This post was originally posted February 22, 2011 on a blog I participated with other pastors’ wives about being a pastor’s wife. At the time, I was working on collecting narratives from pastors’ wives and that collection of stories turned into The First Lady: African American Pastors’ Wives in Their Own Voices which will be published December 2017. Image expectations is one of many themes addressed in The First Lady.
Hair is a loaded and complex issue within the African American community. It’s generally rooted in slavery and the systematic oppression after in which African Americans who had a more Eurocentric physical aesthetic (light skinned, thinner noses and lips, and long and straight hair) received preferential treatment both within and outside of the community. That one-sentence history lesson oversimplifies a complex issue, but my focus today is wearing natural hair—hair that has not been chemically straighten and many times seen as less acceptable—and being a pastor’s wife.
When I decided to wear my hair natural in 1995, I pondered the questions many women who have worn relaxers and have decided to go natural consider. One of those questions is: Would I be able to find a job? Since then, I have discovered several things. Among them is my hair has had more of an impact in my husband’s profession than my own. Those of you who are familiar with black church culture know that the pastor is usually, but not always, an esteemed community leader. The pastor can often become a central figure to the identity of a congregation. A part of that pastoral package is his wife.
Throughout that candidating process–the Baptist method of calling a pastor–I learned a lot about black church culture including how the pastor’s wife (her personality and appearance) are factored into the candidates qualifications and fit with the congregation. I know this for sure because despite the credentials, preaching gifts, and “fit” he would have with a church, my hair came up in at least three instances. The first instance was at a church near my hometown where not only was my entire family able to attend the Sunday worship service, my family knew some of the members in the congregation. One of my aunt’s acquaintances told her after my husband was not called to the church: “We really liked your nephew—he really could preach, but we could not get with your niece’s hair.” In another, members of one search committee visited my husband at the church he pastored at that time in Cincinnati over the course of several months. One gentleman came to our church once in January and another time in April. On the second visit, he casually made the comment: “Oh, Sister So and so was right, those really are locs in your hair.” I always wanted to say, “And so what was that conversation about?” Finally, at the church who eventually called my husband, one of the members on the search committee said, “You know, we thought we were going to hear comments about your hair, but to my knowledge that never came up.”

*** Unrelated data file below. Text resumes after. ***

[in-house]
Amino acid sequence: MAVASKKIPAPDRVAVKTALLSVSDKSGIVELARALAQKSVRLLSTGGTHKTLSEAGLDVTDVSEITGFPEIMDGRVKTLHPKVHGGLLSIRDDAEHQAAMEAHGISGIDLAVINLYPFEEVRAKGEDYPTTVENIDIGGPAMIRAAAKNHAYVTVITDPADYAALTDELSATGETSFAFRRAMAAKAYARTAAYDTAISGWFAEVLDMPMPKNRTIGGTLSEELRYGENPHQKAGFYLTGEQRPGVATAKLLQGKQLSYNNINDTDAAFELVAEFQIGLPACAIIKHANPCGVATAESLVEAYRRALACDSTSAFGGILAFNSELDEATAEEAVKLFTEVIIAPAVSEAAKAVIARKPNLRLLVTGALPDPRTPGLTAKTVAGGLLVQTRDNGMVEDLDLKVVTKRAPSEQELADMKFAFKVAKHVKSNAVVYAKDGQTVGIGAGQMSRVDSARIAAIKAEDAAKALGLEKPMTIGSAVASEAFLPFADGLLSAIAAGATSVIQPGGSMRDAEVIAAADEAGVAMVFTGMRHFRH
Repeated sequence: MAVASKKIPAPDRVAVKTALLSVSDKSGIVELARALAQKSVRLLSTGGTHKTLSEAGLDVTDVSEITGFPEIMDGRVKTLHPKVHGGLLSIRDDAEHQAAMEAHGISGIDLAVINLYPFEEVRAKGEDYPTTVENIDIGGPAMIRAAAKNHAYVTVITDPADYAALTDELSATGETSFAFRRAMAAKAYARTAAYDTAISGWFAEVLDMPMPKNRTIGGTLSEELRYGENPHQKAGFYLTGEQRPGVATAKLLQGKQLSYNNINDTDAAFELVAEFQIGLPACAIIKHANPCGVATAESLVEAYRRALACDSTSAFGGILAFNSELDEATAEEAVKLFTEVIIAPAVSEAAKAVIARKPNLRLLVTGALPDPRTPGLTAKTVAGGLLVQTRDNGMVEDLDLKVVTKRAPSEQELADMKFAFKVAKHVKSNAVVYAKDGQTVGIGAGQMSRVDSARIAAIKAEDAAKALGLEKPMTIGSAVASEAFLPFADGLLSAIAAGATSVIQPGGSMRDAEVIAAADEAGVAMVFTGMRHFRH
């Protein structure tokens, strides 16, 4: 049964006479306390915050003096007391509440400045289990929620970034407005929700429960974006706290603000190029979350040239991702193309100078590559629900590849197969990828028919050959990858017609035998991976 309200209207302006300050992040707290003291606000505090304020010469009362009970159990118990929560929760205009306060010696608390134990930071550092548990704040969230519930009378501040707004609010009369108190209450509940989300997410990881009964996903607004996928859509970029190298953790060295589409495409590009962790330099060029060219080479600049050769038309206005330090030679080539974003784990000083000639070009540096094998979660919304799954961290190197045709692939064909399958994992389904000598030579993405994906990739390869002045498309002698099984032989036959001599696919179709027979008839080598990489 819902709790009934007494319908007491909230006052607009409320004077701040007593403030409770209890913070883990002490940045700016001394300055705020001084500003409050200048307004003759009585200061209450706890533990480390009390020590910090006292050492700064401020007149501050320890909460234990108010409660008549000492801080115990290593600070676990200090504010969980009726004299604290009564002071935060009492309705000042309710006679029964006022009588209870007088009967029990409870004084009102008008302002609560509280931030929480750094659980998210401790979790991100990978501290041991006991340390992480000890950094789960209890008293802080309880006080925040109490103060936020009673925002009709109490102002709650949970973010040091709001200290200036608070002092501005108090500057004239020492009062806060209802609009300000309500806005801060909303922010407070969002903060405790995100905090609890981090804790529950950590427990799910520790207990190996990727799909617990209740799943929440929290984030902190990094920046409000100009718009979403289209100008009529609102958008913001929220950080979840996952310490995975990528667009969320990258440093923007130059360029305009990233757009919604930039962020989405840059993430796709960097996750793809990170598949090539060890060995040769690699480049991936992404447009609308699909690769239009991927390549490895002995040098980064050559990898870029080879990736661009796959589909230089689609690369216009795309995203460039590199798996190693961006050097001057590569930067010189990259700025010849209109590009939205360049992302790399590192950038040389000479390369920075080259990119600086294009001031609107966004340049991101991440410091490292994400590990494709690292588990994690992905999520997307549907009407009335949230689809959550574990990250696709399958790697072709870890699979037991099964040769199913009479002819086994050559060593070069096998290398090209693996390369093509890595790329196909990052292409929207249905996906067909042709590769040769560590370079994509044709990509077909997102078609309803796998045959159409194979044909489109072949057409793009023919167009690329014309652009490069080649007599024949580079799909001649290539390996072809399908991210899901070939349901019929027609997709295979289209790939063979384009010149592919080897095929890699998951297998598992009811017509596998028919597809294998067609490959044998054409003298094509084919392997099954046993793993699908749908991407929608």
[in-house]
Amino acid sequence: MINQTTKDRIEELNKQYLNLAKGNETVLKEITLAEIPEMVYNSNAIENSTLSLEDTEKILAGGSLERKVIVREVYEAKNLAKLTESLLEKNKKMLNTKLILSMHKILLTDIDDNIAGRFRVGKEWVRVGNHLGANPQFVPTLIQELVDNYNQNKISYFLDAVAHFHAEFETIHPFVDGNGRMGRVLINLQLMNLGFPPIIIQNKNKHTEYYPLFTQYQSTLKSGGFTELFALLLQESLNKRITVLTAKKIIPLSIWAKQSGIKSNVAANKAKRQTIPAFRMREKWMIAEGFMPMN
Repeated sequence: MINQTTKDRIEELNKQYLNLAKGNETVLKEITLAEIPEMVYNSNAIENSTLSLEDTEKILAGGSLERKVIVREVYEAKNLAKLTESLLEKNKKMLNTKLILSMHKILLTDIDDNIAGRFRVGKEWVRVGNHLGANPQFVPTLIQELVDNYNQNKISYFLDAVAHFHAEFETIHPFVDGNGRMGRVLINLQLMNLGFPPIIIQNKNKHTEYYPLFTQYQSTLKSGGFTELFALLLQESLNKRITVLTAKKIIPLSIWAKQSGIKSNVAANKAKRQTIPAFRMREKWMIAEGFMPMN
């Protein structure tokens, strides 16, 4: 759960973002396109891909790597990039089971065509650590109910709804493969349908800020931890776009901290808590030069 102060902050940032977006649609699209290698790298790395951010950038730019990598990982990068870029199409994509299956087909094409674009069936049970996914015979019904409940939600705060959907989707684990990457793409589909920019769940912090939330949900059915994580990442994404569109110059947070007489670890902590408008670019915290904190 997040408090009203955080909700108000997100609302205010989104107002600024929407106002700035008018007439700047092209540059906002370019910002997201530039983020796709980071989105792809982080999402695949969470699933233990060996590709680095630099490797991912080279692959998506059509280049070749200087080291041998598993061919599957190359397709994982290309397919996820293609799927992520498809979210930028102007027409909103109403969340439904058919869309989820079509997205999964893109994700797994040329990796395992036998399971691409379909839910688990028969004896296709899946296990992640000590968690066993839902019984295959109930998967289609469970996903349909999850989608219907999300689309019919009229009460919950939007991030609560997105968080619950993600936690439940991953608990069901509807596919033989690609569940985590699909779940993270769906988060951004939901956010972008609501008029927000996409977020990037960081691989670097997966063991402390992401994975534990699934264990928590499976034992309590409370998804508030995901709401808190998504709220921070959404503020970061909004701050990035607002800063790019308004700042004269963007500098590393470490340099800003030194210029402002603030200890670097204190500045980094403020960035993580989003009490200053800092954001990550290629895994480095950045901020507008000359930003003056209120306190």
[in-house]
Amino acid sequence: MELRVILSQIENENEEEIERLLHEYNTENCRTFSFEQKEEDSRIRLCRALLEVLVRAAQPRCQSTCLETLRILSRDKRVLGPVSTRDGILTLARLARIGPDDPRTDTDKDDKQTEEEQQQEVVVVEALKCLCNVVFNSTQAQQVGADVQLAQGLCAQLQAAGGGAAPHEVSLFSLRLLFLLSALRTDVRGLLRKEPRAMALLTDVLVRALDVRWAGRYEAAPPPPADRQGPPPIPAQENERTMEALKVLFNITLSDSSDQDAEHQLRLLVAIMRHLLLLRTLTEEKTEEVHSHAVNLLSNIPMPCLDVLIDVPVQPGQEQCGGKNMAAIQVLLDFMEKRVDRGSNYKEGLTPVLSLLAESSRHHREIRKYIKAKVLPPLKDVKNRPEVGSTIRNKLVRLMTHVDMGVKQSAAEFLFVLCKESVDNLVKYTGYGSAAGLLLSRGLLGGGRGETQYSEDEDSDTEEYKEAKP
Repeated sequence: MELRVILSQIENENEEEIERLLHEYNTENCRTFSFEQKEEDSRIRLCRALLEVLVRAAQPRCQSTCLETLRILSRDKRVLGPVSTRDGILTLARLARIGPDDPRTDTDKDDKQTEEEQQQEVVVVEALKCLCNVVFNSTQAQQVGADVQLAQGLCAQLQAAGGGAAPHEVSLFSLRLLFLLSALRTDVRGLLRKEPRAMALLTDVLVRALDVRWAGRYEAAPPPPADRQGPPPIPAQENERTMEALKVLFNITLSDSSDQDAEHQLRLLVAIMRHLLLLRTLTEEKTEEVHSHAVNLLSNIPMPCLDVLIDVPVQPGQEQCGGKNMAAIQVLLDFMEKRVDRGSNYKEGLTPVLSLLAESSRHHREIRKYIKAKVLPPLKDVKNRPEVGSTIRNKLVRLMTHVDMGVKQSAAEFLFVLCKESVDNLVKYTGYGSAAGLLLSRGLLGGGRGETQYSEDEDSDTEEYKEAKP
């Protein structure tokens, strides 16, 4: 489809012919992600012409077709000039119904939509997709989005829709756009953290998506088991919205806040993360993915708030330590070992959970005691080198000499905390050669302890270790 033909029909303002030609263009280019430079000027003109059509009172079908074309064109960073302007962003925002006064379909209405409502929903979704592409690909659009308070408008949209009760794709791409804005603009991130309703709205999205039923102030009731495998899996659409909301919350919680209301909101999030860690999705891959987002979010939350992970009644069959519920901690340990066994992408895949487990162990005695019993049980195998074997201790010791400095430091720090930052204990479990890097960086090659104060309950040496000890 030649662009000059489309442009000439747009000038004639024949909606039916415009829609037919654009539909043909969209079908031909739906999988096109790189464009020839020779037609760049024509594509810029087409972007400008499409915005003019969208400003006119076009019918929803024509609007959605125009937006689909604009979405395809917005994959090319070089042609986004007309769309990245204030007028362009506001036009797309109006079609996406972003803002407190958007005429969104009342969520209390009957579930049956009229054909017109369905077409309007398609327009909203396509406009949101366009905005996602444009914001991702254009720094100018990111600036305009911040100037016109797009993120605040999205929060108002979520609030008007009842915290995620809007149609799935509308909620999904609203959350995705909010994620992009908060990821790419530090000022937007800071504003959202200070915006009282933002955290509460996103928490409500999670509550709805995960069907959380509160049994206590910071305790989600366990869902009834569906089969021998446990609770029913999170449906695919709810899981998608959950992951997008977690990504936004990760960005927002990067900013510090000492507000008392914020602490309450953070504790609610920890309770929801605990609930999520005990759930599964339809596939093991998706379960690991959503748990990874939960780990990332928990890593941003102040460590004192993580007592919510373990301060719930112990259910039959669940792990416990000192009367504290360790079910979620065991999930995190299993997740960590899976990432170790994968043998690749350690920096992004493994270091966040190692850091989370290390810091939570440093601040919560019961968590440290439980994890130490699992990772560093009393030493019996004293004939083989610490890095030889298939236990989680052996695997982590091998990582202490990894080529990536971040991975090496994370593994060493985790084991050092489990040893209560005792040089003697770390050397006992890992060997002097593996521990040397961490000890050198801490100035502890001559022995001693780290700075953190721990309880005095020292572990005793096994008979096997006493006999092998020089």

I won’t say for sure that my hair has prevented my husband’s job opportunities, but for sure, my hair has been a topic of discussion. My natural hair violates the expectation of the image of the First Lady in the black church. This iconic image is a delicate balance of oxymora: She should be pretty, but not too stunning; supportive of and submissive toward her husband, but not abused, have her own life, gifts and talents, but not outshine her husband. But more importantly, she should fit into a box—an image that exists “out there” that she did not create.
How are you, pastors’ wives, conforming to the box created for you?
How are you, church members, creating a box for your pastor’s wife?